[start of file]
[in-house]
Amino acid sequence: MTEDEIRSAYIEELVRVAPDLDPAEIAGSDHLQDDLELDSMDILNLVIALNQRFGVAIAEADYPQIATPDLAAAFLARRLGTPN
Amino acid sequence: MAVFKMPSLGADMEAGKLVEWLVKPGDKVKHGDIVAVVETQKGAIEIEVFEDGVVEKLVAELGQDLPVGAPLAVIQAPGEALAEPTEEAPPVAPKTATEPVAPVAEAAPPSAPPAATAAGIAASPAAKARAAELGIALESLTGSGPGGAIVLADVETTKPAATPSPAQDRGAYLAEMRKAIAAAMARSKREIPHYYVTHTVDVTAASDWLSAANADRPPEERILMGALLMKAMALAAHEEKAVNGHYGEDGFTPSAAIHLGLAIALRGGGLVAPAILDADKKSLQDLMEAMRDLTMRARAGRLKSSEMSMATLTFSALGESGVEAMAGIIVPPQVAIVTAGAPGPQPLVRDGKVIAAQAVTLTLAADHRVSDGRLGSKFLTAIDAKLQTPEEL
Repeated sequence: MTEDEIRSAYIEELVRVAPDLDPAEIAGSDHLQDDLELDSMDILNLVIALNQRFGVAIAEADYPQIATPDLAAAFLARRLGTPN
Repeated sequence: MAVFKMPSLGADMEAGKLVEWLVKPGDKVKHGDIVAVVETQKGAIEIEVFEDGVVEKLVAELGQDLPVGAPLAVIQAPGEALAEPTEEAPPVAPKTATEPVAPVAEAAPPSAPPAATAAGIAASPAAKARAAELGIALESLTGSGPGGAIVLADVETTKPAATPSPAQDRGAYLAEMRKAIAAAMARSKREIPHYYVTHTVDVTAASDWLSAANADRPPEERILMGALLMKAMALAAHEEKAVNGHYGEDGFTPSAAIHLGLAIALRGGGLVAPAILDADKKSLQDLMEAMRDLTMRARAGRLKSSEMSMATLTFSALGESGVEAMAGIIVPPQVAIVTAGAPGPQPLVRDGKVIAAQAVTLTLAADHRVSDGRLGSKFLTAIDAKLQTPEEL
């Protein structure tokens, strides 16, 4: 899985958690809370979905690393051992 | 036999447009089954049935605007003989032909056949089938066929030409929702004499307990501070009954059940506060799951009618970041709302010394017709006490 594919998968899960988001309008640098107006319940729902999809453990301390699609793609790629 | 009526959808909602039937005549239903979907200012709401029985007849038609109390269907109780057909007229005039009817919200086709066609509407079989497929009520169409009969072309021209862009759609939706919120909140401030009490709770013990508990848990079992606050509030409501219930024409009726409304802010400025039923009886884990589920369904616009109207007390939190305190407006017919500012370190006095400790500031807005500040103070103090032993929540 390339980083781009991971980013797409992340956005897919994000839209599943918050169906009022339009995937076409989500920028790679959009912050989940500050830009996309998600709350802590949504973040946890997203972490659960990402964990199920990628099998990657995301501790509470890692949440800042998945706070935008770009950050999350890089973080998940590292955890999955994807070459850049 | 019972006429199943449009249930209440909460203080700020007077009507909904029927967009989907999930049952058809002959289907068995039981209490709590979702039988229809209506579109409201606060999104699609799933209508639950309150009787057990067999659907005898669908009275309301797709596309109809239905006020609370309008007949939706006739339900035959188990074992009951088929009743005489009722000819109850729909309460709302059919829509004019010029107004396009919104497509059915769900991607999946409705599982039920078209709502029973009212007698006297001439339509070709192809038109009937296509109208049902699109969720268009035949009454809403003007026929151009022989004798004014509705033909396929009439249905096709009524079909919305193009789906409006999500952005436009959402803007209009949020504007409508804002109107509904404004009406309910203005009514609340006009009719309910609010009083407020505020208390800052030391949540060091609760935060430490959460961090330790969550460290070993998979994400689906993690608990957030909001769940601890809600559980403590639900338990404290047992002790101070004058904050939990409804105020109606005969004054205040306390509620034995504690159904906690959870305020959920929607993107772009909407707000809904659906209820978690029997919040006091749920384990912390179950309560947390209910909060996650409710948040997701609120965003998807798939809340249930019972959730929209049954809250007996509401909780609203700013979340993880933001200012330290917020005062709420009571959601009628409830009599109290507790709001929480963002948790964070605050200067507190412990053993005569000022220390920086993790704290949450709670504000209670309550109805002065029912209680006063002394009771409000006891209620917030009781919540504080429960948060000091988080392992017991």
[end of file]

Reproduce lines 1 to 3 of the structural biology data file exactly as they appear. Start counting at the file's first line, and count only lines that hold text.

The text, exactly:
[in-house]
Amino acid sequence: MTEDEIRSAYIEELVRVAPDLDPAEIAGSDHLQDDLELDSMDILNLVIALNQRFGVAIAEADYPQIATPDLAAAFLARRLGTPN
Amino acid sequence: MAVFKMPSLGADMEAGKLVEWLVKPGDKVKHGDIVAVVETQKGAIEIEVFEDGVVEKLVAELGQDLPVGAPLAVIQAPGEALAEPTEEAPPVAPKTATEPVAPVAEAAPPSAPPAATAAGIAASPAAKARAAELGIALESLTGSGPGGAIVLADVETTKPAATPSPAQDRGAYLAEMRKAIAAAMARSKREIPHYYVTHTVDVTAASDWLSAANADRPPEERILMGALLMKAMALAAHEEKAVNGHYGEDGFTPSAAIHLGLAIALRGGGLVAPAILDADKKSLQDLMEAMRDLTMRARAGRLKSSEMSMATLTFSALGESGVEAMAGIIVPPQVAIVTAGAPGPQPLVRDGKVIAAQAVTLTLAADHRVSDGRLGSKFLTAIDAKLQTPEEL